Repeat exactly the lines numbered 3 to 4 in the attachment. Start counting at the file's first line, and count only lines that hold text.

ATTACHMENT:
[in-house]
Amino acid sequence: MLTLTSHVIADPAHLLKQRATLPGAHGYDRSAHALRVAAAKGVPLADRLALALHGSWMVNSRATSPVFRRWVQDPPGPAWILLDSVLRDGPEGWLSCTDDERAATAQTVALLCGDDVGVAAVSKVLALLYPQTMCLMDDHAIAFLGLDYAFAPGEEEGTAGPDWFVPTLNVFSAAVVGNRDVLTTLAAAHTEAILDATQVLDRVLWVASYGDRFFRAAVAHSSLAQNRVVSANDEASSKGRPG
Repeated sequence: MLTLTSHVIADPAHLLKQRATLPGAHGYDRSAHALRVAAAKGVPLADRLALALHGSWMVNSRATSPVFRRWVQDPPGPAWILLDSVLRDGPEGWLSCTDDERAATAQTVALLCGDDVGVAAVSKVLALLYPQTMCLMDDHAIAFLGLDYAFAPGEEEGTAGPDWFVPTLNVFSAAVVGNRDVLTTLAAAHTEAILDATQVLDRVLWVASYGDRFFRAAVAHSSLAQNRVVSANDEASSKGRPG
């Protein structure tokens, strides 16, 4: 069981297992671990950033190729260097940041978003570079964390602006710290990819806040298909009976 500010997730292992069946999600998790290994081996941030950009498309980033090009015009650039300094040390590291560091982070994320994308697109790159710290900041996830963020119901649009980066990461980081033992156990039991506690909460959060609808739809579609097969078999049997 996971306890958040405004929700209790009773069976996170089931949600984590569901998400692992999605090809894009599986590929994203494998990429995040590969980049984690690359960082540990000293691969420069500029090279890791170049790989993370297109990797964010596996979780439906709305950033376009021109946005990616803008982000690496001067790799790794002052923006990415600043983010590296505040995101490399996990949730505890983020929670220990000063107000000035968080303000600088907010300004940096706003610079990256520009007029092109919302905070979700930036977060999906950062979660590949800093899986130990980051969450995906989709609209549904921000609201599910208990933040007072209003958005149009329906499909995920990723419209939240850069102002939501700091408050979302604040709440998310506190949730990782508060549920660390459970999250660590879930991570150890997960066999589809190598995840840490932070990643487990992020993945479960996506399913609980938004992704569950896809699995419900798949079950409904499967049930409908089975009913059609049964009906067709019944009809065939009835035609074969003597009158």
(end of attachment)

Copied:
Repeated sequence: MLTLTSHVIADPAHLLKQRATLPGAHGYDRSAHALRVAAAKGVPLADRLALALHGSWMVNSRATSPVFRRWVQDPPGPAWILLDSVLRDGPEGWLSCTDDERAATAQTVALLCGDDVGVAAVSKVLALLYPQTMCLMDDHAIAFLGLDYAFAPGEEEGTAGPDWFVPTLNVFSAAVVGNRDVLTTLAAAHTEAILDATQVLDRVLWVASYGDRFFRAAVAHSSLAQNRVVSANDEASSKGRPG
């Protein structure tokens, strides 16, 4: 069981297992671990950033190729260097940041978003570079964390602006710290990819806040298909009976 500010997730292992069946999600998790290994081996941030950009498309980033090009015009650039300094040390590291560091982070994320994308697109790159710290900041996830963020119901649009980066990461980081033992156990039991506690909460959060609808739809579609097969078999049997 996971306890958040405004929700209790009773069976996170089931949600984590569901998400692992999605090809894009599986590929994203494998990429995040590969980049984690690359960082540990000293691969420069500029090279890791170049790989993370297109990797964010596996979780439906709305950033376009021109946005990616803008982000690496001067790799790794002052923006990415600043983010590296505040995101490399996990949730505890983020929670220990000063107000000035968080303000600088907010300004940096706003610079990256520009007029092109919302905070979700930036977060999906950062979660590949800093899986130990980051969450995906989709609209549904921000609201599910208990933040007072209003958005149009329906499909995920990723419209939240850069102002939501700091408050979302604040709440998310506190949730990782508060549920660390459970999250660590879930991570150890997960066999589809190598995840840490932070990643487990992020993945479960996506399913609980938004992704569950896809699995419900798949079950409904499967049930409908089975009913059609049964009906067709019944009809065939009835035609074969003597009158």